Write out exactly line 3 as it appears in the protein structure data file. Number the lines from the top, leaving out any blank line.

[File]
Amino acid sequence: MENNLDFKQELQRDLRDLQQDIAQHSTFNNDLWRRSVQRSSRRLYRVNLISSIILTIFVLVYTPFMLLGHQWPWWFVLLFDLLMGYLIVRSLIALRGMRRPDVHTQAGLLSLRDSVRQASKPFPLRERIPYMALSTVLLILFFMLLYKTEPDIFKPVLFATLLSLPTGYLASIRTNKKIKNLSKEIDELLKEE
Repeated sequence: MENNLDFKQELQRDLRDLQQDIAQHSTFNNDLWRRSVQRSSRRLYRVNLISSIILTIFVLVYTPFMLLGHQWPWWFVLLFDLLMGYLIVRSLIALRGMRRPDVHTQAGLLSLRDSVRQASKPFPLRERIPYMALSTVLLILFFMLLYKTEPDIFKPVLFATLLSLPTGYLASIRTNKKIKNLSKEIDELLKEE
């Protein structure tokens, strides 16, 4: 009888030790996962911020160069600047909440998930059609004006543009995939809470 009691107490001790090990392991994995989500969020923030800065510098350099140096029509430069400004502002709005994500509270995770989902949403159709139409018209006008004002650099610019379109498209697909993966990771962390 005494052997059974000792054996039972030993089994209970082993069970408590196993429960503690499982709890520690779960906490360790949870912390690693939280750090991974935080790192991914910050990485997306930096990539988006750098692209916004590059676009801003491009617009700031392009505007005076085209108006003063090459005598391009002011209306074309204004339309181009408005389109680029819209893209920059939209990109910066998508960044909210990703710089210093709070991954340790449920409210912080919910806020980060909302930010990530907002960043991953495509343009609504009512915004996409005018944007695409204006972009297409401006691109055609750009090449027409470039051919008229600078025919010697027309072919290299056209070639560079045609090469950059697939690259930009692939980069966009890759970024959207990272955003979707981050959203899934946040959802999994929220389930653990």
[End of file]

């Protein structure tokens, strides 16, 4: 009888030790996962911020160069600047909440998930059609004006543009995939809470 009691107490001790090990392991994995989500969020923030800065510098350099140096029509430069400004502002709005994500509270995770989902949403159709139409018209006008004002650099610019379109498209697909993966990771962390 005494052997059974000792054996039972030993089994209970082993069970408590196993429960503690499982709890520690779960906490360790949870912390690693939280750090991974935080790192991914910050990485997306930096990539988006750098692209916004590059676009801003491009617009700031392009505007005076085209108006003063090459005598391009002011209306074309204004339309181009408005389109680029819209893209920059939209990109910066998508960044909210990703710089210093709070991954340790449920409210912080919910806020980060909302930010990530907002960043991953495509343009609504009512915004996409005018944007695409204006972009297409401006691109055609750009090449027409470039051919008229600078025919010697027309072919290299056209070639560079045609090469950059697939690259930009692939980069966009890759970024959207990272955003979707981050959203899934946040959802999994929220389930653990």